Living with severe diabetes is something that Elizabeth Gould is trying to get used to.
Gould, of Walbridge, had been diagnosed with diabetes when she was pregnant with her daughter, now 5. “But recently, it has been hitting me with a vengeance,” she said.
Because she has good days and some not-so-good days, Elizabeth has discussed her diabetes with her young daughter. “I told her about my diabetes, where I kept my medication and we also talked about how to call 9-1-1 if there would be an emergency,” she said.
Thankfully, Emma was listening.
On July 9, Elizabeth was having one of those not-so-good days.
“I was not feeling well on that day,” Elizabeth recalled. “I went to bed as normal but woke abruptly at about 3:30 a.m. I could not hear well, my vision was completely distorted, my heart was racing and I was soaked in sweat.”
She lay in bed crying for help. With her husband away at work, she decided to try to awaken Emma, who was sound asleep in her room.
“I made my way the 50 feet or so down the hallway on my hands and knees,” Elizabeth said. “I finally reached her door, but could not reach the door knob to open it.
“At this point I was holding onto life by a string,” she said, adding that she feared she would die on the floor in front of her daughter’s room.
Emma awoke to the sounds of her mom’s cries for help. “I told her, ‘Find the phone Emma. Call 9-1-1 Emma,’” Elizabeth said.
Half asleep and confused, Emma called 9-1-1, telling the dispatcher, “My mom has diabetes. She’s very sick.”
Emma stayed on the phone with the dispatch operator until Walbridge police arrived at the Gould home.
But when police got there, they found the door locked and Emma was hesitant to open the door.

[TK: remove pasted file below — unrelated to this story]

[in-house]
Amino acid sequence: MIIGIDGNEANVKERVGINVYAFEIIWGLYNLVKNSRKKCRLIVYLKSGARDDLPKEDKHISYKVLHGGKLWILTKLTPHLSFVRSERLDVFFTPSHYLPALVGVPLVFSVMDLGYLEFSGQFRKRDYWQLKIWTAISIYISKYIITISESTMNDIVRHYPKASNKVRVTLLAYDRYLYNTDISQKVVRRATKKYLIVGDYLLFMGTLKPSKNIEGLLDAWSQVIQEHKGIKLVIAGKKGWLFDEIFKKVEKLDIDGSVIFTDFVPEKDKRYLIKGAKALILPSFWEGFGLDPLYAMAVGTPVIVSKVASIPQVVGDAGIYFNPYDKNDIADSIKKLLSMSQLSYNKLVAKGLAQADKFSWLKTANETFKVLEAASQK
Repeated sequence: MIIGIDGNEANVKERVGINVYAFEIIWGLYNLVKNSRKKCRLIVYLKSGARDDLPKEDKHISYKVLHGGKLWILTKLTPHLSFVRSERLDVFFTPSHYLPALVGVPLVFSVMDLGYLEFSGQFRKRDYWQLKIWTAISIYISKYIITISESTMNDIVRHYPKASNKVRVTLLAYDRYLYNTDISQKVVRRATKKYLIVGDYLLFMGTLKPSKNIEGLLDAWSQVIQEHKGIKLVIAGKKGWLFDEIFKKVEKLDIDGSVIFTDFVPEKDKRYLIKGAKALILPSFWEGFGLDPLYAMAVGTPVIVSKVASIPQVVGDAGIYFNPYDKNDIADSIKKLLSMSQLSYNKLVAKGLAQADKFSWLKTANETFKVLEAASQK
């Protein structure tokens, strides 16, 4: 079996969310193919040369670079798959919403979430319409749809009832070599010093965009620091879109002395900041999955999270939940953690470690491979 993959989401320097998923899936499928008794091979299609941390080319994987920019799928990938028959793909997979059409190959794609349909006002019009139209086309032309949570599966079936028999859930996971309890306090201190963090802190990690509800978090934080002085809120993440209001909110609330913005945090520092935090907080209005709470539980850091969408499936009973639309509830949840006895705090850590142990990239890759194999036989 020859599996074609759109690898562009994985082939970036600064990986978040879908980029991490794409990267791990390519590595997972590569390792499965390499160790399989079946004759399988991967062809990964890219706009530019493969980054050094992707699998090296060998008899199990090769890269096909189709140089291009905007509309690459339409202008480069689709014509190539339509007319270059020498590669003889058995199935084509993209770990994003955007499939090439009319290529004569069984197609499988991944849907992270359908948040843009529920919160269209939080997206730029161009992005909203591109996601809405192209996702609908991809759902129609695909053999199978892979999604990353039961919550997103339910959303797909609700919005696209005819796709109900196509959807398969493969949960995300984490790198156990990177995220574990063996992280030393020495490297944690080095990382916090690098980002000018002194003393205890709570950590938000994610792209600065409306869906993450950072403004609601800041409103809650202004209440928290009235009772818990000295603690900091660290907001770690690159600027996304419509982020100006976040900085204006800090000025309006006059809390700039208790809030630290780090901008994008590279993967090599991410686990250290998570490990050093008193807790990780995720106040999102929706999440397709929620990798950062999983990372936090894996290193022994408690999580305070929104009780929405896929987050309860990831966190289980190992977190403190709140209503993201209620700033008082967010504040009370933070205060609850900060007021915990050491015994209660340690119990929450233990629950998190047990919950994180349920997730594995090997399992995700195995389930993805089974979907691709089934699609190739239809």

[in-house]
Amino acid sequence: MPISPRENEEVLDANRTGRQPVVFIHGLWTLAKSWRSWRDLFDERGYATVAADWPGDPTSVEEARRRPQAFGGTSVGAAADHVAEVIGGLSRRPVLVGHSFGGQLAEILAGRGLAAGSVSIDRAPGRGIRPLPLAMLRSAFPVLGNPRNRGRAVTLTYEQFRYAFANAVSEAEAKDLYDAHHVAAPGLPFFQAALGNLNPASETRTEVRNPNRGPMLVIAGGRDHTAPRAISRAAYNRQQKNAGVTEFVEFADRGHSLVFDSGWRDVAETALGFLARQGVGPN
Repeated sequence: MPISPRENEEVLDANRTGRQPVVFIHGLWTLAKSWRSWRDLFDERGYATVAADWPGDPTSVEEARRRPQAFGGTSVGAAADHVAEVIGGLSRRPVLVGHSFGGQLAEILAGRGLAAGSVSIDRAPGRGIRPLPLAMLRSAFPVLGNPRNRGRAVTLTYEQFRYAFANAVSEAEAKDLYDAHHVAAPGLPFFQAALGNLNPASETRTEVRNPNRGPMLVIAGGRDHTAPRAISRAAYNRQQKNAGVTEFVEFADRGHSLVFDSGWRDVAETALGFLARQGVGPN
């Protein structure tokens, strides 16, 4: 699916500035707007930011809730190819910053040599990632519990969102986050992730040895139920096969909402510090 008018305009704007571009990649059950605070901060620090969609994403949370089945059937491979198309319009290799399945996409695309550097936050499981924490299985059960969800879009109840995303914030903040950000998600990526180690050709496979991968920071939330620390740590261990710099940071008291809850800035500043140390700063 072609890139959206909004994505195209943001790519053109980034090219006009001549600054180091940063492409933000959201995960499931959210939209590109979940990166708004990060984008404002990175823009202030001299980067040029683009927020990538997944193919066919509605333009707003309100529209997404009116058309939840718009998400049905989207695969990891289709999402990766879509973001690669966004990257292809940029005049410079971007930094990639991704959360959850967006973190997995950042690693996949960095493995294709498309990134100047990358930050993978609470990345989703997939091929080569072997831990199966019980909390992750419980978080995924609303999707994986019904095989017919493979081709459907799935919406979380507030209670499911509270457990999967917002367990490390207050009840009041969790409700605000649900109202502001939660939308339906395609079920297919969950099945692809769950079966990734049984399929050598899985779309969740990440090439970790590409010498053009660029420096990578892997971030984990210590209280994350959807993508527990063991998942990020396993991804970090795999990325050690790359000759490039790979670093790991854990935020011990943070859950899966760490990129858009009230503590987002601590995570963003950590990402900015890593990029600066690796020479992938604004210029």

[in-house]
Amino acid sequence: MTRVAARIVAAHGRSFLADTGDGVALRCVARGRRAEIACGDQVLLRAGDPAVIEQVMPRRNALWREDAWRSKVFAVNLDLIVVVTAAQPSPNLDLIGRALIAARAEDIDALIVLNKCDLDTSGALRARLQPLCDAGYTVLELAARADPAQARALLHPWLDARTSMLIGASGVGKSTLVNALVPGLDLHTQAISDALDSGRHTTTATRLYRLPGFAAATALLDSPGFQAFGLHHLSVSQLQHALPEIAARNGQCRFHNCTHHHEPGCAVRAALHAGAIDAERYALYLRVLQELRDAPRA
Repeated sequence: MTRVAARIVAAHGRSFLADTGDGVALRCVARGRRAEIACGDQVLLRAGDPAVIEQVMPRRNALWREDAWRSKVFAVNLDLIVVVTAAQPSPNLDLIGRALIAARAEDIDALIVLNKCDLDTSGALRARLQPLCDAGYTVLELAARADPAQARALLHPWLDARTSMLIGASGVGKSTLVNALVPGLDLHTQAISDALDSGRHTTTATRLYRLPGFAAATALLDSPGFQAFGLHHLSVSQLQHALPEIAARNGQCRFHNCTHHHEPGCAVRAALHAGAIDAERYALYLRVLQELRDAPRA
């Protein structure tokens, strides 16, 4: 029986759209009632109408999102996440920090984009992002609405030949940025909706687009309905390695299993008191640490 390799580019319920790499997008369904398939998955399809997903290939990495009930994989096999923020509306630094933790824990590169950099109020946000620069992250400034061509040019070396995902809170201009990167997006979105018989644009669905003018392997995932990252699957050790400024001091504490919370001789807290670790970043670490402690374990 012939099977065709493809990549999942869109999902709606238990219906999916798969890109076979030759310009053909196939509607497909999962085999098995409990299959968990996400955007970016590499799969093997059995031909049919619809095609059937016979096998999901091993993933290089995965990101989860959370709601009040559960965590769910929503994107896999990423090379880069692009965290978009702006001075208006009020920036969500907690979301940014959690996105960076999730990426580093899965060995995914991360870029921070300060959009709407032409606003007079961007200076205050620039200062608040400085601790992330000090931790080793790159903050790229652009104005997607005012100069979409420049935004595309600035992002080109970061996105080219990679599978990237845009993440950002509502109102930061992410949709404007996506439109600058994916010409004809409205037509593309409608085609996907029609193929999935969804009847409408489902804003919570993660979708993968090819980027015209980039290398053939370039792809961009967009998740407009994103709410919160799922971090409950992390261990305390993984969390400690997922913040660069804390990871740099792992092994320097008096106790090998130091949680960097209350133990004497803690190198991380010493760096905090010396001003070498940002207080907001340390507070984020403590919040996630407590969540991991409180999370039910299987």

“We’ve told her many times she’s not allowed to open the door for strangers,” Elizabeth said. “She didn’t want to get in trouble.
“Luckily the operator on the phone talked Emma into opening the door,” Elizabeth said. “When she unlocked it and let the female officer into our home, Emma just kept telling her she’s not allowed to open the door.
“The officer was wonderful,” Elizabeth said. “She talked me through the whole terrible event.”
When the EMS squad arrived, they determined that Elizabeth’s blood sugar had dropped to a dangerously low level. “They started an IV and delivered dextrose into my vein and my sugar level started to rise,” Elizabeth said.
She was then taken to Bay Park Community Hospital with her little “angel” riding along with her in the ambulance.
“Through all of this, she was worried she was in trouble for opening the door,” Elizabeth said.
“I’m so proud of Emma,” Elizabeth said. “She saved my life - doctors said that without her I would not be alive.”
Emma is taking her heroic efforts in stride. She recently received a certificate of recognition from the Walbridge police and was also honored by fellow members of St. John’s United Church of Christ in Genoa.
“I’m very lucky,” Elizabeth said. “I want to stress to other parents the importance of teaching your children about 9-1-1 and what it is for.
“Because with out Emma being so brave and remembering what she had been taught about 9-1-1 I would not be alive today.”